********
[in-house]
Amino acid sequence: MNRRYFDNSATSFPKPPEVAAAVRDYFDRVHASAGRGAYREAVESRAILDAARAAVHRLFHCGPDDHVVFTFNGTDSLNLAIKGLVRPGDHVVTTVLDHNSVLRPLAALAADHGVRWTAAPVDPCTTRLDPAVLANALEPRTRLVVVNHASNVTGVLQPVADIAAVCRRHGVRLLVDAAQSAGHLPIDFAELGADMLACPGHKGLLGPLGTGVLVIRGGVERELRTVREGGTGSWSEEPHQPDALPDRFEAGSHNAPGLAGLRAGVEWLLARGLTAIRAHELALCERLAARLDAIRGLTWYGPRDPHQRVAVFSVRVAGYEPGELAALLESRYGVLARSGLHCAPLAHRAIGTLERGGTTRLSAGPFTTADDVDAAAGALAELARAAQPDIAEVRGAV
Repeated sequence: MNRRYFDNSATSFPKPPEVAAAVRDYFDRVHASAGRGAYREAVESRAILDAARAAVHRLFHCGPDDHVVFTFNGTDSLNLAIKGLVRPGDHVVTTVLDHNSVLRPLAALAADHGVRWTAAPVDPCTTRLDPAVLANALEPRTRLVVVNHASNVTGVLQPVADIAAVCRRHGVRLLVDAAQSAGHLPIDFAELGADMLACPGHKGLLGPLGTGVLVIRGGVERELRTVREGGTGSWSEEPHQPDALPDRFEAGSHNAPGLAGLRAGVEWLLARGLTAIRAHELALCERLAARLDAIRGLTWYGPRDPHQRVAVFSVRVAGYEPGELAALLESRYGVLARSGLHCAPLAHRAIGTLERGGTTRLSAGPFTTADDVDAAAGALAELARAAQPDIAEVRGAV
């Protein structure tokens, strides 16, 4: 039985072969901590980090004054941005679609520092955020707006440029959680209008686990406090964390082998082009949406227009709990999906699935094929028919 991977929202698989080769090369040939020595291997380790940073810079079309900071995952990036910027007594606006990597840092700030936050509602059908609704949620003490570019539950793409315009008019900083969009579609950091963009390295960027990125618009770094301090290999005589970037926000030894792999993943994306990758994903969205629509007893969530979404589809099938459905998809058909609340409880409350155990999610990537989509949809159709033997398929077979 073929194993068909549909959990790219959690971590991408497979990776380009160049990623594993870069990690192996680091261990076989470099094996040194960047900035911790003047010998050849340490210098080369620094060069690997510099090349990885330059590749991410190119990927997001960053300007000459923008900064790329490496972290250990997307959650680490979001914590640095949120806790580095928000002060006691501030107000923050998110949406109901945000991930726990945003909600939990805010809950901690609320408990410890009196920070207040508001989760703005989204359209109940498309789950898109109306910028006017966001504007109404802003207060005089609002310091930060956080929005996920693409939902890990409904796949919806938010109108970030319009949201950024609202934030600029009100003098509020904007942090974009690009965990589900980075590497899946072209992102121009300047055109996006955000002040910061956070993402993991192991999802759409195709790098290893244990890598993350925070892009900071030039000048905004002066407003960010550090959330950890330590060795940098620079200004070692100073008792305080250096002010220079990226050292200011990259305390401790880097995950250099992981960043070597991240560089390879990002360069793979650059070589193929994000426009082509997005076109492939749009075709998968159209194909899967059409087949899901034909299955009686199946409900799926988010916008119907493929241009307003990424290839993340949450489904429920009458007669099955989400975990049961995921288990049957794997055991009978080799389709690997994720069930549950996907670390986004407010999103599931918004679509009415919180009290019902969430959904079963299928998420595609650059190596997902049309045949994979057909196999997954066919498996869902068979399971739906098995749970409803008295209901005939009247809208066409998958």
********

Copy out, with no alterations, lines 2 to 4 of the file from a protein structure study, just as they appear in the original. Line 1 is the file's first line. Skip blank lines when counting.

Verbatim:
Amino acid sequence: MNRRYFDNSATSFPKPPEVAAAVRDYFDRVHASAGRGAYREAVESRAILDAARAAVHRLFHCGPDDHVVFTFNGTDSLNLAIKGLVRPGDHVVTTVLDHNSVLRPLAALAADHGVRWTAAPVDPCTTRLDPAVLANALEPRTRLVVVNHASNVTGVLQPVADIAAVCRRHGVRLLVDAAQSAGHLPIDFAELGADMLACPGHKGLLGPLGTGVLVIRGGVERELRTVREGGTGSWSEEPHQPDALPDRFEAGSHNAPGLAGLRAGVEWLLARGLTAIRAHELALCERLAARLDAIRGLTWYGPRDPHQRVAVFSVRVAGYEPGELAALLESRYGVLARSGLHCAPLAHRAIGTLERGGTTRLSAGPFTTADDVDAAAGALAELARAAQPDIAEVRGAV
Repeated sequence: MNRRYFDNSATSFPKPPEVAAAVRDYFDRVHASAGRGAYREAVESRAILDAARAAVHRLFHCGPDDHVVFTFNGTDSLNLAIKGLVRPGDHVVTTVLDHNSVLRPLAALAADHGVRWTAAPVDPCTTRLDPAVLANALEPRTRLVVVNHASNVTGVLQPVADIAAVCRRHGVRLLVDAAQSAGHLPIDFAELGADMLACPGHKGLLGPLGTGVLVIRGGVERELRTVREGGTGSWSEEPHQPDALPDRFEAGSHNAPGLAGLRAGVEWLLARGLTAIRAHELALCERLAARLDAIRGLTWYGPRDPHQRVAVFSVRVAGYEPGELAALLESRYGVLARSGLHCAPLAHRAIGTLERGGTTRLSAGPFTTADDVDAAAGALAELARAAQPDIAEVRGAV
């Protein structure tokens, strides 16, 4: 039985072969901590980090004054941005679609520092955020707006440029959680209008686990406090964390082998082009949406227009709990999906699935094929028919 991977929202698989080769090369040939020595291997380790940073810079079309900071995952990036910027007594606006990597840092700030936050509602059908609704949620003490570019539950793409315009008019900083969009579609950091963009390295960027990125618009770094301090290999005589970037926000030894792999993943994306990758994903969205629509007893969530979404589809099938459905998809058909609340409880409350155990999610990537989509949809159709033997398929077979 073929194993068909549909959990790219959690971590991408497979990776380009160049990623594993870069990690192996680091261990076989470099094996040194960047900035911790003047010998050849340490210098080369620094060069690997510099090349990885330059590749991410190119990927997001960053300007000459923008900064790329490496972290250990997307959650680490979001914590640095949120806790580095928000002060006691501030107000923050998110949406109901945000991930726990945003909600939990805010809950901690609320408990410890009196920070207040508001989760703005989204359209109940498309789950898109109306910028006017966001504007109404802003207060005089609002310091930060956080929005996920693409939902890990409904796949919806938010109108970030319009949201950024609202934030600029009100003098509020904007942090974009690009965990589900980075590497899946072209992102121009300047055109996006955000002040910061956070993402993991192991999802759409195709790098290893244990890598993350925070892009900071030039000048905004002066407003960010550090959330950890330590060795940098620079200004070692100073008792305080250096002010220079990226050292200011990259305390401790880097995950250099992981960043070597991240560089390879990002360069793979650059070589193929994000426009082509997005076109492939749009075709998968159209194909899967059409087949899901034909299955009686199946409900799926988010916008119907493929241009307003990424290839993340949450489904429920009458007669099955989400975990049961995921288990049957794997055991009978080799389709690997994720069930549950996907670390986004407010999103599931918004679509009415919180009290019902969430959904079963299928998420595609650059190596997902049309045949994979057909196999997954066919498996869902068979399971739906098995749970409803008295209901005939009247809208066409998958």